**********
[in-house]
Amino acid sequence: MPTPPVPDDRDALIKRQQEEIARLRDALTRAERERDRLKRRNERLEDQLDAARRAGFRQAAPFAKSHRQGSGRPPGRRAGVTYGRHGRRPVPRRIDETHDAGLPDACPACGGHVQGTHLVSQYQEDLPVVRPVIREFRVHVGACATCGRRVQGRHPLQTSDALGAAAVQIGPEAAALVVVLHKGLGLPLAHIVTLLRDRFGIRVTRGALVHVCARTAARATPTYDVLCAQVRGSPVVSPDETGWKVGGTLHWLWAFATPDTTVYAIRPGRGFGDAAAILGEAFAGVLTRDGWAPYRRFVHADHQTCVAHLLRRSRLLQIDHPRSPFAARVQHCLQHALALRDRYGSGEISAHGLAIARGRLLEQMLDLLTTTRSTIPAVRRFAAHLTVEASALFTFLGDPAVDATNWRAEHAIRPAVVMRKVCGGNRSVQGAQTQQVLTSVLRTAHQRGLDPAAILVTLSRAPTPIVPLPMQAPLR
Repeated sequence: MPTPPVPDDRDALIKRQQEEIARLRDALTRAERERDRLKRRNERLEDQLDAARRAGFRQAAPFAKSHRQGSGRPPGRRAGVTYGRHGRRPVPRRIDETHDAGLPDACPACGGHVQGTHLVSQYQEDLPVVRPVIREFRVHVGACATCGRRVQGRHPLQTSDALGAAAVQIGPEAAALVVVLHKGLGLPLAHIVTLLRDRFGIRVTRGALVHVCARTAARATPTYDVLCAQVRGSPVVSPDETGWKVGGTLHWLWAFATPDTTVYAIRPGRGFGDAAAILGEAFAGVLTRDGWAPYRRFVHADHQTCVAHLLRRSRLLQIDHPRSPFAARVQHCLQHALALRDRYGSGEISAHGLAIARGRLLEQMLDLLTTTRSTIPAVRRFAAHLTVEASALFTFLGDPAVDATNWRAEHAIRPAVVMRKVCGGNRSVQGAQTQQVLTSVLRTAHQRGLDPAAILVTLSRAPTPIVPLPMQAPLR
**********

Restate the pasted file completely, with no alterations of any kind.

[in-house]
Amino acid sequence: MPTPPVPDDRDALIKRQQEEIARLRDALTRAERERDRLKRRNERLEDQLDAARRAGFRQAAPFAKSHRQGSGRPPGRRAGVTYGRHGRRPVPRRIDETHDAGLPDACPACGGHVQGTHLVSQYQEDLPVVRPVIREFRVHVGACATCGRRVQGRHPLQTSDALGAAAVQIGPEAAALVVVLHKGLGLPLAHIVTLLRDRFGIRVTRGALVHVCARTAARATPTYDVLCAQVRGSPVVSPDETGWKVGGTLHWLWAFATPDTTVYAIRPGRGFGDAAAILGEAFAGVLTRDGWAPYRRFVHADHQTCVAHLLRRSRLLQIDHPRSPFAARVQHCLQHALALRDRYGSGEISAHGLAIARGRLLEQMLDLLTTTRSTIPAVRRFAAHLTVEASALFTFLGDPAVDATNWRAEHAIRPAVVMRKVCGGNRSVQGAQTQQVLTSVLRTAHQRGLDPAAILVTLSRAPTPIVPLPMQAPLR
Repeated sequence: MPTPPVPDDRDALIKRQQEEIARLRDALTRAERERDRLKRRNERLEDQLDAARRAGFRQAAPFAKSHRQGSGRPPGRRAGVTYGRHGRRPVPRRIDETHDAGLPDACPACGGHVQGTHLVSQYQEDLPVVRPVIREFRVHVGACATCGRRVQGRHPLQTSDALGAAAVQIGPEAAALVVVLHKGLGLPLAHIVTLLRDRFGIRVTRGALVHVCARTAARATPTYDVLCAQVRGSPVVSPDETGWKVGGTLHWLWAFATPDTTVYAIRPGRGFGDAAAILGEAFAGVLTRDGWAPYRRFVHADHQTCVAHLLRRSRLLQIDHPRSPFAARVQHCLQHALALRDRYGSGEISAHGLAIARGRLLEQMLDLLTTTRSTIPAVRRFAAHLTVEASALFTFLGDPAVDATNWRAEHAIRPAVVMRKVCGGNRSVQGAQTQQVLTSVLRTAHQRGLDPAAILVTLSRAPTPIVPLPMQAPLR